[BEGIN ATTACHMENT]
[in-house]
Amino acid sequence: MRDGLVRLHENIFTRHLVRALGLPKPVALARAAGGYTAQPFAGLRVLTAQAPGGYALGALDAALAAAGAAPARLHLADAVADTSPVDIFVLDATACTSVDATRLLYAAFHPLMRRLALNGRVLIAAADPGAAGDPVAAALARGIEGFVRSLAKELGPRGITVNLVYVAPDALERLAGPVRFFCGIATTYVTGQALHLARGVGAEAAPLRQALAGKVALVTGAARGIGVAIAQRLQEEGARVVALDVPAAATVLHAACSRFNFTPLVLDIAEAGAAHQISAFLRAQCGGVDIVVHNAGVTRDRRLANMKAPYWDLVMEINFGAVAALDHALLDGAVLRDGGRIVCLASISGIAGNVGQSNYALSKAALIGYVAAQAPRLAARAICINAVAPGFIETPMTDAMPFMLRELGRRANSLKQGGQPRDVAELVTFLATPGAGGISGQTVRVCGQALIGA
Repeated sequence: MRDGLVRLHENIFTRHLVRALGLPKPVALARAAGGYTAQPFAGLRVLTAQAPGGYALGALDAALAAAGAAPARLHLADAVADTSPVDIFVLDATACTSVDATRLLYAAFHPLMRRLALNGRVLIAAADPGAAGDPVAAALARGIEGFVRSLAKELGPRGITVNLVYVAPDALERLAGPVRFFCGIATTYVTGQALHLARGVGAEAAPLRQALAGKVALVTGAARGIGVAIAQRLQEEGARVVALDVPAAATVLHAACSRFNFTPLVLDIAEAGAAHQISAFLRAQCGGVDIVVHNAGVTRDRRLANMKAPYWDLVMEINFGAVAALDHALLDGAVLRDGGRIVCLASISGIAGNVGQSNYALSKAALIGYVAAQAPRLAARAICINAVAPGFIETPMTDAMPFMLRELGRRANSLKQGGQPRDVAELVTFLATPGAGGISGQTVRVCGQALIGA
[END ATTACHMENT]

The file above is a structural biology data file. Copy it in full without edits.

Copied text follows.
[in-house]
Amino acid sequence: MRDGLVRLHENIFTRHLVRALGLPKPVALARAAGGYTAQPFAGLRVLTAQAPGGYALGALDAALAAAGAAPARLHLADAVADTSPVDIFVLDATACTSVDATRLLYAAFHPLMRRLALNGRVLIAAADPGAAGDPVAAALARGIEGFVRSLAKELGPRGITVNLVYVAPDALERLAGPVRFFCGIATTYVTGQALHLARGVGAEAAPLRQALAGKVALVTGAARGIGVAIAQRLQEEGARVVALDVPAAATVLHAACSRFNFTPLVLDIAEAGAAHQISAFLRAQCGGVDIVVHNAGVTRDRRLANMKAPYWDLVMEINFGAVAALDHALLDGAVLRDGGRIVCLASISGIAGNVGQSNYALSKAALIGYVAAQAPRLAARAICINAVAPGFIETPMTDAMPFMLRELGRRANSLKQGGQPRDVAELVTFLATPGAGGISGQTVRVCGQALIGA
Repeated sequence: MRDGLVRLHENIFTRHLVRALGLPKPVALARAAGGYTAQPFAGLRVLTAQAPGGYALGALDAALAAAGAAPARLHLADAVADTSPVDIFVLDATACTSVDATRLLYAAFHPLMRRLALNGRVLIAAADPGAAGDPVAAALARGIEGFVRSLAKELGPRGITVNLVYVAPDALERLAGPVRFFCGIATTYVTGQALHLARGVGAEAAPLRQALAGKVALVTGAARGIGVAIAQRLQEEGARVVALDVPAAATVLHAACSRFNFTPLVLDIAEAGAAHQISAFLRAQCGGVDIVVHNAGVTRDRRLANMKAPYWDLVMEINFGAVAALDHALLDGAVLRDGGRIVCLASISGIAGNVGQSNYALSKAALIGYVAAQAPRLAARAICINAVAPGFIETPMTDAMPFMLRELGRRANSLKQGGQPRDVAELVTFLATPGAGGISGQTVRVCGQALIGA